QE2, the Fed’s $600 billion Treasury purchase in 2010, was expected to stimulate the economy by getting banks lending again, reduce the risk of deflation, and decrease unemployment. But its real effect on the struggling economy has been minimal at best.
As acknowledged by the Federal Reserve’s Federal Open Market Committee, there is a “continuing weakness in overall labor market conditions, and the unemployment rate remains elevated.” So much for QE2.
Now the Fed has a new plan—dubbed “Operation Twist”—and this one will cost $400 billion.
In response to continued slow economic growth, the Federal Reserve announced last week that it plans to purchase “$400 billion of Treasury securities with remaining maturities of 6 years to 30 years and to sell an equal amount of Treasury securities with remaining maturities of 3 years or less” by the end of June 2012. In other words, the Fed will be selling $400 billion worth of shorter-term Treasury securities and using the proceeds from those sales to purchase longer-term Treasury securities.
The FOMC expects this program to “put downward pressure on longer-term interest rates and help make broader financial conditions more accommodative.” The Fed purchase is intended to raise the demand for Treasuries, which should decrease the Treasury yield curve—allowing the government to pay back only the bonds’ face value plus the interest rate.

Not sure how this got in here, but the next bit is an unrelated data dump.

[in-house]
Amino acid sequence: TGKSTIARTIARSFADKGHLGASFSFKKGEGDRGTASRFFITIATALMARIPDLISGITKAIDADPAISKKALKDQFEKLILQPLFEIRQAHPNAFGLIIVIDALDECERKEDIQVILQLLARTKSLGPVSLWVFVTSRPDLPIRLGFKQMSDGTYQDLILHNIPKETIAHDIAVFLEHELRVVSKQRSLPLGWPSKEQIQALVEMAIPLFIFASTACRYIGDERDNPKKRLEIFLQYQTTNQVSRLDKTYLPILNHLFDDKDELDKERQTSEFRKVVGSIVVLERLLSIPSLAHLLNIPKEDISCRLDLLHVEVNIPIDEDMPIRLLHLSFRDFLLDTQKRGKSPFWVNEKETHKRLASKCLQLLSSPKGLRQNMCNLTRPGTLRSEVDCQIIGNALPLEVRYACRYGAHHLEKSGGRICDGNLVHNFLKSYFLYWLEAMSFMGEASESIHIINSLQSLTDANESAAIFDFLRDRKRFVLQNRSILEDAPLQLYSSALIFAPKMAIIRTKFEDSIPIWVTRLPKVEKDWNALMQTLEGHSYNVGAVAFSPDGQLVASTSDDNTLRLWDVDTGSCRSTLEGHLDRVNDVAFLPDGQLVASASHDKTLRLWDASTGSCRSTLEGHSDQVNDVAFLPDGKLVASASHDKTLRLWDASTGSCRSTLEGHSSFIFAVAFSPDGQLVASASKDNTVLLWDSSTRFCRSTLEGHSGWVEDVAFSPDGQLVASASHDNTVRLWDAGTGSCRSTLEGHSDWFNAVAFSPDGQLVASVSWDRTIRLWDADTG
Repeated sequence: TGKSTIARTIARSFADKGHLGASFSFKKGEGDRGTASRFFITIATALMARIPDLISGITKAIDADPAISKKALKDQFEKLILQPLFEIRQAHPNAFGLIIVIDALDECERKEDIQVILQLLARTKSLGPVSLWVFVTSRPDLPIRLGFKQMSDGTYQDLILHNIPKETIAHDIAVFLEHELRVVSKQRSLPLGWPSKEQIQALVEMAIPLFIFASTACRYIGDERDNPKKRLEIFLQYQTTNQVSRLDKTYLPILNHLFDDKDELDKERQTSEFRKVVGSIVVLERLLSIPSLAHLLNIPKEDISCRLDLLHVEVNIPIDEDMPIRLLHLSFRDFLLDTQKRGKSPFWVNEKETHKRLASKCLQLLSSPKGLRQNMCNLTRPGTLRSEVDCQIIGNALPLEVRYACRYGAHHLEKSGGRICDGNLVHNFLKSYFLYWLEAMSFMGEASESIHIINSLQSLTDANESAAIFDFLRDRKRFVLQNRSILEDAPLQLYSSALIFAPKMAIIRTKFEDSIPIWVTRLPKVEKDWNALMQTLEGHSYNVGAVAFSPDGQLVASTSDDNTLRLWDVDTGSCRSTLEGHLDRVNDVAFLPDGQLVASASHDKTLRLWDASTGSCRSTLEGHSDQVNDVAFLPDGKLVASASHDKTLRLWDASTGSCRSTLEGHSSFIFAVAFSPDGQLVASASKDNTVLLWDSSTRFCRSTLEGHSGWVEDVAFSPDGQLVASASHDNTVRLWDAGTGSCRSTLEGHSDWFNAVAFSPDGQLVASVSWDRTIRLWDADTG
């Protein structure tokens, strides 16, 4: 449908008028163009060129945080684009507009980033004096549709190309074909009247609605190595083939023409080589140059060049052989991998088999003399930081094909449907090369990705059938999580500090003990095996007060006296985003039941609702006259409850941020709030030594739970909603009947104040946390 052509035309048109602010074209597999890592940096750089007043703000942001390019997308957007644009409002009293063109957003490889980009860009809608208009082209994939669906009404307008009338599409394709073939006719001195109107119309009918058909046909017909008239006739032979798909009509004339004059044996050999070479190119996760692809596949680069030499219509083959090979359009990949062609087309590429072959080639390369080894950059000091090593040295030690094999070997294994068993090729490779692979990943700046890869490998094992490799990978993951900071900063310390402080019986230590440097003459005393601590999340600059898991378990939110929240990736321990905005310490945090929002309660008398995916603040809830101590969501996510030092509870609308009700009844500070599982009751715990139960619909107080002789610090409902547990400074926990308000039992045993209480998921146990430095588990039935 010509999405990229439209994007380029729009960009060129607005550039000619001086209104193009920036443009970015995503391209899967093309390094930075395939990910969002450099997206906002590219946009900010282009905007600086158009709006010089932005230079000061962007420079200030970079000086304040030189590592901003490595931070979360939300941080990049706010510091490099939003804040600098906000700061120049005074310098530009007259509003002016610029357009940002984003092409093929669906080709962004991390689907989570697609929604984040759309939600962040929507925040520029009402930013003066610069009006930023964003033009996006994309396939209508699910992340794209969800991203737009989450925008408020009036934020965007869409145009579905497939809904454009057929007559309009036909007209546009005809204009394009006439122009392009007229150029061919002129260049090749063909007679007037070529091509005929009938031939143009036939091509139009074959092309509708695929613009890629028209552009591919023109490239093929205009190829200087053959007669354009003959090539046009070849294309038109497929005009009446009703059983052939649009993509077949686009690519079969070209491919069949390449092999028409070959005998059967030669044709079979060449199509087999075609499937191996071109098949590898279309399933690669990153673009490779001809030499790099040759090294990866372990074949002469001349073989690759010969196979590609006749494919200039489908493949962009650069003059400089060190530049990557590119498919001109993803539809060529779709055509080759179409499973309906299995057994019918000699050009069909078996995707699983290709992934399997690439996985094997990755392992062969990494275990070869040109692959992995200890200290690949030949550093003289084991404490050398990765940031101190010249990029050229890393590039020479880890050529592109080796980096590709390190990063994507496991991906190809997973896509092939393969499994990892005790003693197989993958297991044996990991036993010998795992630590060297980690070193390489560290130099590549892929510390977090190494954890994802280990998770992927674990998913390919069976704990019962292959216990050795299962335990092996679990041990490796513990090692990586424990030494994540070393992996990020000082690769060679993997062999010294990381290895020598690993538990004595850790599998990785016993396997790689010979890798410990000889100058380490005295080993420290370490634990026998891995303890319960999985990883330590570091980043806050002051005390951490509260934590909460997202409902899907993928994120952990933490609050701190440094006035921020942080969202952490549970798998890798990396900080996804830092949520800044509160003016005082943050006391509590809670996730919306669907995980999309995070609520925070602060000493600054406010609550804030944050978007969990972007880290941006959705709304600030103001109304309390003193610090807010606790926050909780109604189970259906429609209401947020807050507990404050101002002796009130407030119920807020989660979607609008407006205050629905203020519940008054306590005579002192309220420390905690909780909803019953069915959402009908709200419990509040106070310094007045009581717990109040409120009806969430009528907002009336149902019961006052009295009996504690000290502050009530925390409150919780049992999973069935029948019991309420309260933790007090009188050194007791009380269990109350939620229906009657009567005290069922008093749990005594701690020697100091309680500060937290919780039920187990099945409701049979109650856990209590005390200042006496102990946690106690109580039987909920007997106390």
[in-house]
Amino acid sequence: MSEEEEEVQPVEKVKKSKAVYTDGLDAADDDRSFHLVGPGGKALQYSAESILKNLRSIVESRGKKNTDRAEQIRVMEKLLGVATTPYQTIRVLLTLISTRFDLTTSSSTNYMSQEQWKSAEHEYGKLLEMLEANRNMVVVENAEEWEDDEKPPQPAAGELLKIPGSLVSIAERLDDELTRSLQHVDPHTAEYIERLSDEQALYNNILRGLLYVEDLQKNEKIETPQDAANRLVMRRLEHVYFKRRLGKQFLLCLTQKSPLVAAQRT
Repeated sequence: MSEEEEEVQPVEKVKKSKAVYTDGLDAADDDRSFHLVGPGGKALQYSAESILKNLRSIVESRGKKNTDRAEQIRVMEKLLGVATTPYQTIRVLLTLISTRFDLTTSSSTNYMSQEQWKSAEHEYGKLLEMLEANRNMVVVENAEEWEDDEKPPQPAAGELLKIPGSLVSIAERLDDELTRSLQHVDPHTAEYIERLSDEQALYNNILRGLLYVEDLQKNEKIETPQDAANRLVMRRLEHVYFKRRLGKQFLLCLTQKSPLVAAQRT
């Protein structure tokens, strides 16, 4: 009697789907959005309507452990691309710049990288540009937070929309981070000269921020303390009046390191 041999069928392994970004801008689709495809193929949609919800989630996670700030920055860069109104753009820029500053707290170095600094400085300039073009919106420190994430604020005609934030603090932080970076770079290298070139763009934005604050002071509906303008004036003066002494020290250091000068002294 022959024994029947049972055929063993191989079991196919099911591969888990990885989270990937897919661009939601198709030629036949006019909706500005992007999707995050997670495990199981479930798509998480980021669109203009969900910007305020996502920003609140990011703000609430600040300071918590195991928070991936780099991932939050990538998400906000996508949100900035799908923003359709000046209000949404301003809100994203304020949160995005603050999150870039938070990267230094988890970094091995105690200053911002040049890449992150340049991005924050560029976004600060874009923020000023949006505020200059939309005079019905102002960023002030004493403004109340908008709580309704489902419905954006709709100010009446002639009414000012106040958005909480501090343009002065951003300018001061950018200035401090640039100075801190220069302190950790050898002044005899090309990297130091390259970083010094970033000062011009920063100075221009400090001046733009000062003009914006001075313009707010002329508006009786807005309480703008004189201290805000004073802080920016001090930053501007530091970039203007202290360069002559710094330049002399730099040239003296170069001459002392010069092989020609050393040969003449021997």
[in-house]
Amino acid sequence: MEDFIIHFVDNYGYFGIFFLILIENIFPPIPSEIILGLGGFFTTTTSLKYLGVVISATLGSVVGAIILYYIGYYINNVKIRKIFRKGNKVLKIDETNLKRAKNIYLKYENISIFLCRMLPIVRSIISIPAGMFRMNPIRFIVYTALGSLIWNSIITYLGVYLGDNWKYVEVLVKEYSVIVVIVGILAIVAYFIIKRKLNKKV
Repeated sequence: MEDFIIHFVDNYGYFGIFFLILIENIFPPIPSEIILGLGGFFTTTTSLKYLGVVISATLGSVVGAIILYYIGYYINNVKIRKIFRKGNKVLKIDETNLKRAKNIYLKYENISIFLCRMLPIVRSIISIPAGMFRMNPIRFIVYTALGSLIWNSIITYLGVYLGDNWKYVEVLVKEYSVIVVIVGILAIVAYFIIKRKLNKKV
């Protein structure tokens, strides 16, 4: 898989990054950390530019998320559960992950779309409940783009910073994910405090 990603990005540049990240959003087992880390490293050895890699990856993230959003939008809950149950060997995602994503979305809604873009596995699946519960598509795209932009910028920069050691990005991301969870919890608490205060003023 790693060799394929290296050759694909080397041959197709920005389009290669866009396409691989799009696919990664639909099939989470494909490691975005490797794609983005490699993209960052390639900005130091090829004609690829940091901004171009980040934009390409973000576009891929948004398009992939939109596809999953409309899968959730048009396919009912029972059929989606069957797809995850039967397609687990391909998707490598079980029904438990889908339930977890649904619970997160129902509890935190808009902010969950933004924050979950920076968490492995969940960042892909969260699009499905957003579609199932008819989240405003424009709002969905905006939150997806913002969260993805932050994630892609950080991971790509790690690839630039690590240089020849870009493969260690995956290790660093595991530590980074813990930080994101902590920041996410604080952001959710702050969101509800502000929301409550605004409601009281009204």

Although the primary desired effect of Operation Twist is to increase short-term interest rates and decrease long-term rates, the Fed also hopes to increase investment in corporate bonds and other fixed-income securities. While this could potentially translate into continued low interest rates and even encourage job creation, it’s unlikely to have any real effect on the sour economy.
“We expect the Fed’s actions to have very little visible effect on the economy, because the level of interest rates and the shape of the curve are not the key constraints on growth,” according to an economist writing in the Wall Street Journal.
To make matters worse, the U.S. Treasury is working at cross purposes with the Fed. At the same time as the Fed launched Operation Twist, the Treasury is hoping to decrease the country’s reliance on short-term debt by selling more long-term Treasuries. That will increase the supply of long-term Treasuries, directly opposing the Fed’s efforts.
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